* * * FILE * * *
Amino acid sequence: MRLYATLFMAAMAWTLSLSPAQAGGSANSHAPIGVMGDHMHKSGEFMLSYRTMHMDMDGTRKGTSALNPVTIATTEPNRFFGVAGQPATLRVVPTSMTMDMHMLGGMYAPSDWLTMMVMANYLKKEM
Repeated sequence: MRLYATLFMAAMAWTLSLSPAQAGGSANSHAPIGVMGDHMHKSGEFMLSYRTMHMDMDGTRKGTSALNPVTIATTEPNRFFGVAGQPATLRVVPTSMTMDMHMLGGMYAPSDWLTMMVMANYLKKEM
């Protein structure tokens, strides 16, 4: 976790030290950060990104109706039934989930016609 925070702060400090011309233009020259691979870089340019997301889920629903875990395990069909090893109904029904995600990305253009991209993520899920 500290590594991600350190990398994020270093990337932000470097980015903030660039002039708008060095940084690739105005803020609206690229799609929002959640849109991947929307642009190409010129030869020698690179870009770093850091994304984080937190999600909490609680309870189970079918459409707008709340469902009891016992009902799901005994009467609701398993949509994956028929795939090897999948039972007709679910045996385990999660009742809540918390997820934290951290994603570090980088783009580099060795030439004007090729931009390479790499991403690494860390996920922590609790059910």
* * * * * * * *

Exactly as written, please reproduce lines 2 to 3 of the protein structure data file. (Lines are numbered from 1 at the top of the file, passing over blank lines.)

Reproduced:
Repeated sequence: MRLYATLFMAAMAWTLSLSPAQAGGSANSHAPIGVMGDHMHKSGEFMLSYRTMHMDMDGTRKGTSALNPVTIATTEPNRFFGVAGQPATLRVVPTSMTMDMHMLGGMYAPSDWLTMMVMANYLKKEM
């Protein structure tokens, strides 16, 4: 976790030290950060990104109706039934989930016609 925070702060400090011309233009020259691979870089340019997301889920629903875990395990069909090893109904029904995600990305253009991209993520899920 500290590594991600350190990398994020270093990337932000470097980015903030660039002039708008060095940084690739105005803020609206690229799609929002959640849109991947929307642009190409010129030869020698690179870009770093850091994304984080937190999600909490609680309870189970079918459409707008709340469902009891016992009902799901005994009467609701398993949509994956028929795939090897999948039972007709679910045996385990999660009742809540918390997820934290951290994603570090980088783009580099060795030439004007090729931009390479790499991403690494860390996920922590609790059910």